Only two to three people out of every 10 are likely to be flourishing – experiencing optimal mental health and functioning within their professional and personal lives. Understanding more about the characteristics of flourishing and 5 simple ways how to increase well-being can help individuals, organisations and communities.
Earlier this year I attended the 4th Australian Positive Psychology & Well-being Conference at Melbourne University. It was fascinating to learn more about the evidence-based practice being undertaken in these fields and how it is really beginning to influence social, economic, education, health and business policy and outcomes.
A key takeaway for me however was from a presentation by Professor Felicia Huppert, Founding Director the University of Cambridge Well-being Institute and now of the Australian Catholic University. Felicia talked about the recent research in well-being and mindfulness and work that she has been involved with to define, measure and promote flourishing within the population. The findings add tremendous value to my work as a coach and facilitator but I believe they are equally relevant to parents, managers, teachers, workplace colleagues – in fact anyone who wants the very best for those around them!
The operational definition of flourishing requires a person must have the following core features: Positive emotions; Engagement & interest; Meaning & purpose. A person should also possess at least three of the following additional features: Positive relationships; Self-esteem; Optimism; Resilience; Vitality; Self-determination.
Although I don’t have any figures specifically for Australia the likelihood is that many of us will also be falling short of meeting the requirements for flourishing. The majority of people will have moderate levels of mental health and be functioning fine but still falling short of making the shift into that optimal state of being and feeling their very best. Some will be languishing – a sad, hollow state of little positive emotion. Some will be seriously struggling and suffering from levels of anxiety and stress that create risks of leading into clinical depression. So, the big question is what can we actually do to increase levels of well-being and flourishing?
Felicia reminded us of her work overseeing the research findings on the UK Government’s Foresight Project on Mental Capital & Well-being. In partnership with the New Economics Foundation (NEF) this project started in 2008 reviewed the inter-disciplinary work of over 400 scientists world-wide with the purpose of identifying the 5 most effective evidence-based actions to improve well-being. A major finding for example was that ‘Taking Notice’ – being mindful and in the moment, being grateful and savouring what is around us, is a key contributor to well-being. Felicia went as far to say that the science shows that Mindfulness should be the actual foundation upon which we build well-being in our home, school and work lives.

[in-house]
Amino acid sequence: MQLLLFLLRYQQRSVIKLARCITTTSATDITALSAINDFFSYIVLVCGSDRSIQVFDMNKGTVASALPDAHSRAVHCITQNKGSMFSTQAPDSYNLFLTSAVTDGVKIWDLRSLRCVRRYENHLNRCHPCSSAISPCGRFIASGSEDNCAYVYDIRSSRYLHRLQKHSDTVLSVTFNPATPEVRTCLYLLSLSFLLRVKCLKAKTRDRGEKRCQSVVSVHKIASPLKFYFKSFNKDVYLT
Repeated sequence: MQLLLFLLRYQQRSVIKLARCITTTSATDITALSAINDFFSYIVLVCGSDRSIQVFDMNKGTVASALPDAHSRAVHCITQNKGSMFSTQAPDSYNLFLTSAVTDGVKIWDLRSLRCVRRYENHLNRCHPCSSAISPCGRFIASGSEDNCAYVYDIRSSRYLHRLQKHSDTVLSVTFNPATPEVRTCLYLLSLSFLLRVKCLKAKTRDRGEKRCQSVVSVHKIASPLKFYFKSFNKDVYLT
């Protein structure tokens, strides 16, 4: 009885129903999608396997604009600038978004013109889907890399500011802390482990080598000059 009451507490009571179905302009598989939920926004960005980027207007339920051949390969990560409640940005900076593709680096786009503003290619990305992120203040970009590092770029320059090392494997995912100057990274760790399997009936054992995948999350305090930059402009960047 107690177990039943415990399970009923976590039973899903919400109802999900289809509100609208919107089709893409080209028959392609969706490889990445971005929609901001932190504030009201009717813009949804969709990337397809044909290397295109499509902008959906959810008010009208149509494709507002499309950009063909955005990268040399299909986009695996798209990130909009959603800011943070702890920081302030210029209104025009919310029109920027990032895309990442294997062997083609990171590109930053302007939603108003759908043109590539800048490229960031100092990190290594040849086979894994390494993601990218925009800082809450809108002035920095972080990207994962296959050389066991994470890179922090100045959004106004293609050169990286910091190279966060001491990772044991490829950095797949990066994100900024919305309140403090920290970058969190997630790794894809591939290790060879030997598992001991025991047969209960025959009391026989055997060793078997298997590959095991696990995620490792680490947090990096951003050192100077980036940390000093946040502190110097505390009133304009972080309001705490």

The idea is that these 5 activities can be easily adopted by people within their daily lives and also inform government, social and corporate strategy to increase levels of flourishing within the community and the workplace.
Ok, so in addition to eating your 5 portions of fresh fruit and veg each day here are the 5 evidence-based ways you can increase your well-being!
1.Connect Positively – with people around you in positive ways! Think about the way you interact with family, friends, colleagues and your community and make efforts to increase the amount of positivity in those relationships.
2.Be Active – exercise makes you feel good and increases energy and vitality. Do something you enjoy that’s right for you, but do it every day!
3.Take Notice – appreciate what is around you! Savour the moment – the tastes, smells, sights, sounds and sensations. Be mindful, take notice of and be grateful for what you have such as your environment, opportunities and relationships, rather than what you think is missing in life.
4.Keep Learning – try new things, take on new roles or develop new interests. Set some goals to challenge and stretch yourself regardless of age or ability. Step outside the comfort zone and boost that confidence!
5.Give – think of the bigger picture. Do something for people beyond your immediate circle. Give gifts of time, do acts of kindness, enjoy helping others and benefit from the unconditional rewards and connections you will make.
So if you want to flourish and be in that top 20%, along with your family, friends, colleagues and community there you have it. 5 ways to increase well-being on a daily basis!
This all may sound like common sense, but is it commonly applied?
Think about how often you practice each of the above – probably not as much as you could?!
It takes effort to make positive change but there’s evidence that it works and there is help out there if you need it. Good Luck!
Huppert, A.F. et al (2009). Measuring well-being across Europe: Description of the ESS Well-being Module and preliminary findings. Social Indicators Research, 91, 301-315.
Keyes, C. (2002). The mental health continuum: From languishing to flourishing in life. Journal of Health & Social Behaviour, 43, 207-222
So, T.C. & Huppert, A.F. (2009). What percentage of people in Europe are flourishing and what characterises them? Presentation to First World Congress on Positive Psychology, Philadelphia June 18-21, 2009